Portland, Oregon's The Lovely Lost want to make timeless music, "like when you’re listening to ‘(Sittin’ On) The Dock of the Bay’ by Otis Redding," as singer Michael Collins put it. Timeless is a good way to put it, as you'll hear everything from romantic '50s ballads to storming '90s fuzz rock, on The Lovely Lost's debut EP Can You See Me Now?
The Lovely Lost love music too much to be confined to a single genre. Their music has a heavy sensibility, mainly in the tight and agitated drumming of Merlin Coryell, against a wall of grunge/shoegaze guitars. All of these influences are filtered through a classic jangle folk rock sensibility, heavy on riffs and catchy melodies, which is emphasized in the heavenly gospel harmonies of Jo Bewley, which brings sweetness and heart to the proceedings. "If you throw in a little bit of dancyness, or indie, or soul, you can please everyone," explains Michael Collins again.
Rather than watering down each individual flavor into a tasteless porridge, The Lovely Lost weave their influences into a unique whole, transforming the familiar into something new and startling. While it may not exactly be revelatory for a band to mine fuzzy '60s rock for inspiration, at this stage in the game, it IS unusual to hear it with this level of precision and intensity. There is nothing laid-back or lackluster about Can You See Me Now?
It makes you lean in, to look and listen closer. You begin to notice the details and nuances, like the fills and trills of "Breathe Again," that lovely stepladder guitar riff, which erupts into a wall-to-wall carpet of thick guitars. Or the bleak and suicidal lyrics of "Fantacide,” set to a bittersweet and infectious melody. You'll be humming along to the words, "I think I'm gonna kill myself today," without realizing it. You'd be forgiven for thinking you were listening to "China Cat Sunflower,” albeit with a particularly brutal death metal drummer.
If you dismiss The Lovely Lost at surface level, thinking that you've heard it all before, and hit the skip button, you'll be missing out on a fine jewel of jangle fuzz folk grunge. You may think you've heard it all, but you haven't. Can You See Me Now? is a solid debut offering from a band with chops and ideas. Not afraid to go their own way, do their own thing or follow their own tastes and personal vision. It should be interesting to see where their trajectory takes them.
I’m not sure really how to define the solo project from Mike Jones The Slow Road South. The songs off his album Abbot Of Unreason sometimes sound like post 80’s contemporary pop. Somewhere between Avalon era Roxy Music and a more ambient Peter Gabriel. Thematically and lyrically Jones tries to tackle existential questions that can often come off as pretentious but Jones gets away with it. For one, the music is often celebratory which helps and sometimes the lyrics are so over the top you kind of just laugh. For instance, on the song “Clouds of Magellan” I couldn't help but smirk when he sings (with a bit of delay on his voice), “From the Clouds of Magellan / To the Boat of Orion / In the eyes of a child / There’s time.” I felt like Jones knew exactly what he was doing, which made it work.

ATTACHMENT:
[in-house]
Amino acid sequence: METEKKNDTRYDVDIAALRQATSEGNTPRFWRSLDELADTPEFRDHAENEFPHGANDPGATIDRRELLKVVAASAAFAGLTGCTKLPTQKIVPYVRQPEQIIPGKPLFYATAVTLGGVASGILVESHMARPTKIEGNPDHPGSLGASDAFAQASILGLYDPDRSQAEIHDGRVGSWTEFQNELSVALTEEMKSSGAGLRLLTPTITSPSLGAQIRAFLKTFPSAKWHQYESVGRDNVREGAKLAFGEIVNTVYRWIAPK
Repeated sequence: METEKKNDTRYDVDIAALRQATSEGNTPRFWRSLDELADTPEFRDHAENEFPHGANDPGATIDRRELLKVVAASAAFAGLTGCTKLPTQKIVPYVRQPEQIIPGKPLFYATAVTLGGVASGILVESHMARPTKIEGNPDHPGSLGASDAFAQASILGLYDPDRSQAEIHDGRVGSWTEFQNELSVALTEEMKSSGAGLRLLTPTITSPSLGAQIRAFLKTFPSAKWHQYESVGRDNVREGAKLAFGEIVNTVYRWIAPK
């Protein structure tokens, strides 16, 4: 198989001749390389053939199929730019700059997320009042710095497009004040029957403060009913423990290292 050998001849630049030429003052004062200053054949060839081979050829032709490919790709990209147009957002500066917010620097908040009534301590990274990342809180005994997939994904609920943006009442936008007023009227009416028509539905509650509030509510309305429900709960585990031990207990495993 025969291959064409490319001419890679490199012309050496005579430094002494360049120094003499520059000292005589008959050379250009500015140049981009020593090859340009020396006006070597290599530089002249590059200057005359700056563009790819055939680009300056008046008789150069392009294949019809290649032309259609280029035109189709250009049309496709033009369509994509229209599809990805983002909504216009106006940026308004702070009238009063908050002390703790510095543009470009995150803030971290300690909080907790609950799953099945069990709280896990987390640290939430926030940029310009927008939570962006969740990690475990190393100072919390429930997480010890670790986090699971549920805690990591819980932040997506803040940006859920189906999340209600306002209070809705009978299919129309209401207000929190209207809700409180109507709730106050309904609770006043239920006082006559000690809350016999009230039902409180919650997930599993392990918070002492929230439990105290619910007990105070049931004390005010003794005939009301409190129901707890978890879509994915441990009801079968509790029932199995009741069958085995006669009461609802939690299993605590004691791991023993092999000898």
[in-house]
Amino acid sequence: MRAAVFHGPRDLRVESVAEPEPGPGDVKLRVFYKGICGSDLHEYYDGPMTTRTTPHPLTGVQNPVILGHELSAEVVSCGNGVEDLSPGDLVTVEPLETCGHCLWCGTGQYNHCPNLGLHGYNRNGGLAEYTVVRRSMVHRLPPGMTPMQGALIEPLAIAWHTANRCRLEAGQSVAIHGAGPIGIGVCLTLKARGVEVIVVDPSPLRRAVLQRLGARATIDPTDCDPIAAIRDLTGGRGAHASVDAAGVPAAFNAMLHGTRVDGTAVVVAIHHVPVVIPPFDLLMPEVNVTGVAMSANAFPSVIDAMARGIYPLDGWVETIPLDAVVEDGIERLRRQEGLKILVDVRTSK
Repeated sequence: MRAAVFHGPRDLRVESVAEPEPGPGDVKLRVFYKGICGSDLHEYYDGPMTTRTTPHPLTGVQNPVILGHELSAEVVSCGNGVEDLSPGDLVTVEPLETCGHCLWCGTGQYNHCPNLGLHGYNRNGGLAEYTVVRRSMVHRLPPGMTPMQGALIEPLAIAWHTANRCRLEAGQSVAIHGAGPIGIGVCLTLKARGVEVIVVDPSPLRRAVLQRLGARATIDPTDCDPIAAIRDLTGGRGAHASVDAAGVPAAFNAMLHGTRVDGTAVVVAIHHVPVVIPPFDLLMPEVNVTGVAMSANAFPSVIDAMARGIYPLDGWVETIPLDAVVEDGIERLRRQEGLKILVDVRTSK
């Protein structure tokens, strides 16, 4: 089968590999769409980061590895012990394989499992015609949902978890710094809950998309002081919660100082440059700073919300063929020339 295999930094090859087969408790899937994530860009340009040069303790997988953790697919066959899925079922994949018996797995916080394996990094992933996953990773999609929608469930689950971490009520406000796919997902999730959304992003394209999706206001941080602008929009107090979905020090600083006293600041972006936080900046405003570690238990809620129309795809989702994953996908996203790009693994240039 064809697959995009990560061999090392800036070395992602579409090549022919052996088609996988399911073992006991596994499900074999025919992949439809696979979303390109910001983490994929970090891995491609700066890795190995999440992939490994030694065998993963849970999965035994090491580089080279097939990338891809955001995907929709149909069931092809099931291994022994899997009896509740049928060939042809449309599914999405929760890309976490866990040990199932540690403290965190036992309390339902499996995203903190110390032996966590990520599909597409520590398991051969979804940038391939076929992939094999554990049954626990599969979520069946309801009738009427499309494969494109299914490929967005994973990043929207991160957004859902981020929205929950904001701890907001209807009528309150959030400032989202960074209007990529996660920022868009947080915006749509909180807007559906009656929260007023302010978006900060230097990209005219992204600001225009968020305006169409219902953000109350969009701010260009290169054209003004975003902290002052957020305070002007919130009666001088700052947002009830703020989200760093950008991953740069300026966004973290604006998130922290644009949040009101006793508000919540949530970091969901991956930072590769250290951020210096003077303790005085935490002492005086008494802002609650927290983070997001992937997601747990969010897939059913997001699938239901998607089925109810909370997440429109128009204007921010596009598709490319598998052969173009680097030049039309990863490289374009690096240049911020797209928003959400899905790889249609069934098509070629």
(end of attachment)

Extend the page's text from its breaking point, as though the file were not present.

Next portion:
Abbot of Unreason was a complete DIY effort and for the most part sounds good production-wise. There are a couple of things you notice here and there that would have been tightened up if it was recorded at a professional studio but they are mostly innocuous.
After listening to this album a couple of times I think it’s safe to qualify it as a “grower.” It wasn’t something that immediately jumped out at me but after a couple of listens to songs it started to get better. Beware though, you may start singing some of the choruses in the shower. You may not even know why at first or who the artist is but you will figure it out. The album starts out with “Fly.” Jones combines what sounds like synthetic percussion, clean guitars with more than chorus effect, warm pads and sparsely placed base. It isn't long before he goes into an exuberant, cheerful type chorus that permeates most of the album.
“Clouds of Magellan” rides a similar wave of sounds but this time offers up an arpeggiated synth and chooses to split the song into two different emotional spaces The first half is melancholy even dark but about halfway through into the second chorus Jones bursts into a cheerful and ecstatic rendition.
“Out Of Time” is a percussive-heavy yet spacious track while “Never Let You Go” adds layers of instrumentation as it progresses. The album ends with arguably the highlight of the album called “You Say.” I really enjoyed the catchy chorus on this one.
Overall, Abbott of Unreason has few lulls and is a well written whimsical journey that is worth your time to check out.